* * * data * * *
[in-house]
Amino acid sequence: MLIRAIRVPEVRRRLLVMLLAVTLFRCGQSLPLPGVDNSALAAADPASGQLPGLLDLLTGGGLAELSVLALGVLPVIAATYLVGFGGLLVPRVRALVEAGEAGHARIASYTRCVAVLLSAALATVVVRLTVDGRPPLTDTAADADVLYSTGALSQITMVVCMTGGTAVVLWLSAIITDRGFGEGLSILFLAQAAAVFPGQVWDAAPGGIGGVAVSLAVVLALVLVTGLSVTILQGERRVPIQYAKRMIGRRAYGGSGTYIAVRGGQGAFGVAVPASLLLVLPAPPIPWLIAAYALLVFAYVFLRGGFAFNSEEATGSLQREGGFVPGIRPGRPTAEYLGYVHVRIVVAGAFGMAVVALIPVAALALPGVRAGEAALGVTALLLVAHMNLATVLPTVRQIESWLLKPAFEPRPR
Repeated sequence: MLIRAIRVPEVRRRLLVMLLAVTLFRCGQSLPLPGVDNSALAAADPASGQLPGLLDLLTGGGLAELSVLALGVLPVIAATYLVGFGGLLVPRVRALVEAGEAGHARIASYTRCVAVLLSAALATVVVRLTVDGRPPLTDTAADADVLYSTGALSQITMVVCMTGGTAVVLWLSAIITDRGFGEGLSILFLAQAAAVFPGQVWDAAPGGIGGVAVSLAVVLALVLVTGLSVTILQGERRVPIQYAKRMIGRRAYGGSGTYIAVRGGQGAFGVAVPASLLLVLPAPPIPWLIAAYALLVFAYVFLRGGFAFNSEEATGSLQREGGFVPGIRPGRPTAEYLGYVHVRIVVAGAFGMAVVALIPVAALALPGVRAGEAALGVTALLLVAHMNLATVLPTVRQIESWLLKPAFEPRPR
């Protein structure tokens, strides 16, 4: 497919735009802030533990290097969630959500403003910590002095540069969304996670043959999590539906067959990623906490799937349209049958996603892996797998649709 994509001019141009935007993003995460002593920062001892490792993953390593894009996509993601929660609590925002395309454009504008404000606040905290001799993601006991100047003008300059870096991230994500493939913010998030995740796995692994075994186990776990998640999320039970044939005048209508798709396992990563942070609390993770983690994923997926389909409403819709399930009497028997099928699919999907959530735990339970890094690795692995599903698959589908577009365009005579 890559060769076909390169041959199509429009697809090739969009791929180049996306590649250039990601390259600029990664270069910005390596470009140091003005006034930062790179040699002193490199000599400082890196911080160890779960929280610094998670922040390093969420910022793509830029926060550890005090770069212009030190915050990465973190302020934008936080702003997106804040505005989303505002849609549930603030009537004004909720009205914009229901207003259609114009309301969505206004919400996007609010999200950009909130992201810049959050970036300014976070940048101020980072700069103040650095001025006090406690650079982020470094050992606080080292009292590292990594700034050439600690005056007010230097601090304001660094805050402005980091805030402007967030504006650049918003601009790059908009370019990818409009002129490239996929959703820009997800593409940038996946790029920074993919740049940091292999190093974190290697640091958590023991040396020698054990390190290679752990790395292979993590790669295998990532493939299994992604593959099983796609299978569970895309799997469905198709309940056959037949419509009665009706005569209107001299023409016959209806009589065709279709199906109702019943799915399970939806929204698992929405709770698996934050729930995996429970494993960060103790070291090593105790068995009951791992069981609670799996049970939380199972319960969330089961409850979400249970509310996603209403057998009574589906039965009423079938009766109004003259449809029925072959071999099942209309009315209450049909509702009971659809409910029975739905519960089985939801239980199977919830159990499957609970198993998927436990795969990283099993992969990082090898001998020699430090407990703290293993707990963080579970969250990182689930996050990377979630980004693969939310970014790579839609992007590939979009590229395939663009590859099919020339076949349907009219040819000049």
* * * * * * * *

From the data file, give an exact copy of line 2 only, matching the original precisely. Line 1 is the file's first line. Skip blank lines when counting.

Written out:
Amino acid sequence: MLIRAIRVPEVRRRLLVMLLAVTLFRCGQSLPLPGVDNSALAAADPASGQLPGLLDLLTGGGLAELSVLALGVLPVIAATYLVGFGGLLVPRVRALVEAGEAGHARIASYTRCVAVLLSAALATVVVRLTVDGRPPLTDTAADADVLYSTGALSQITMVVCMTGGTAVVLWLSAIITDRGFGEGLSILFLAQAAAVFPGQVWDAAPGGIGGVAVSLAVVLALVLVTGLSVTILQGERRVPIQYAKRMIGRRAYGGSGTYIAVRGGQGAFGVAVPASLLLVLPAPPIPWLIAAYALLVFAYVFLRGGFAFNSEEATGSLQREGGFVPGIRPGRPTAEYLGYVHVRIVVAGAFGMAVVALIPVAALALPGVRAGEAALGVTALLLVAHMNLATVLPTVRQIESWLLKPAFEPRPR